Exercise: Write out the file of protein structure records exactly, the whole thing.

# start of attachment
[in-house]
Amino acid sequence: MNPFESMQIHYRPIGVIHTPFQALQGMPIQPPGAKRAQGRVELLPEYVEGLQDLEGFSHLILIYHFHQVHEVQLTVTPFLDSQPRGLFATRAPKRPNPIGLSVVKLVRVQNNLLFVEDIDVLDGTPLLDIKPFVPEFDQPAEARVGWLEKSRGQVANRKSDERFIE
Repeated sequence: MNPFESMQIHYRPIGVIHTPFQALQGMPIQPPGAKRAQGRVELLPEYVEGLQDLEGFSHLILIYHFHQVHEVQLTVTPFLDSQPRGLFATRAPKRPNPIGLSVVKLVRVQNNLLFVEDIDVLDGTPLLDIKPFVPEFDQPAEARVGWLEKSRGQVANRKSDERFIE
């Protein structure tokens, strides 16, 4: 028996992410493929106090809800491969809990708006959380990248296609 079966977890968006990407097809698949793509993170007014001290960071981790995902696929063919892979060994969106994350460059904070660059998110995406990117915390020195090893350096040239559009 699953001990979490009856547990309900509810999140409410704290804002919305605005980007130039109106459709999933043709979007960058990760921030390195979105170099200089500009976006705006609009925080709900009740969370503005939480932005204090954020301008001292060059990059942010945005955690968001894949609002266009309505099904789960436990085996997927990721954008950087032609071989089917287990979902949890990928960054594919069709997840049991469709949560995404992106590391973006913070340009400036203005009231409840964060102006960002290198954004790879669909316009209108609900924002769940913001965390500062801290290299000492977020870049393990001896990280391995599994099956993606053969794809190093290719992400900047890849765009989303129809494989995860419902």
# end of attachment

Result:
[in-house]
Amino acid sequence: MNPFESMQIHYRPIGVIHTPFQALQGMPIQPPGAKRAQGRVELLPEYVEGLQDLEGFSHLILIYHFHQVHEVQLTVTPFLDSQPRGLFATRAPKRPNPIGLSVVKLVRVQNNLLFVEDIDVLDGTPLLDIKPFVPEFDQPAEARVGWLEKSRGQVANRKSDERFIE
Repeated sequence: MNPFESMQIHYRPIGVIHTPFQALQGMPIQPPGAKRAQGRVELLPEYVEGLQDLEGFSHLILIYHFHQVHEVQLTVTPFLDSQPRGLFATRAPKRPNPIGLSVVKLVRVQNNLLFVEDIDVLDGTPLLDIKPFVPEFDQPAEARVGWLEKSRGQVANRKSDERFIE
């Protein structure tokens, strides 16, 4: 028996992410493929106090809800491969809990708006959380990248296609 079966977890968006990407097809698949793509993170007014001290960071981790995902696929063919892979060994969106994350460059904070660059998110995406990117915390020195090893350096040239559009 699953001990979490009856547990309900509810999140409410704290804002919305605005980007130039109106459709999933043709979007960058990760921030390195979105170099200089500009976006705006609009925080709900009740969370503005939480932005204090954020301008001292060059990059942010945005955690968001894949609002266009309505099904789960436990085996997927990721954008950087032609071989089917287990979902949890990928960054594919069709997840049991469709949560995404992106590391973006913070340009400036203005009231409840964060102006960002290198954004790879669909316009209108609900924002769940913001965390500062801290290299000492977020870049393990001896990280391995599994099956993606053969794809190093290719992400900047890849765009989303129809494989995860419902």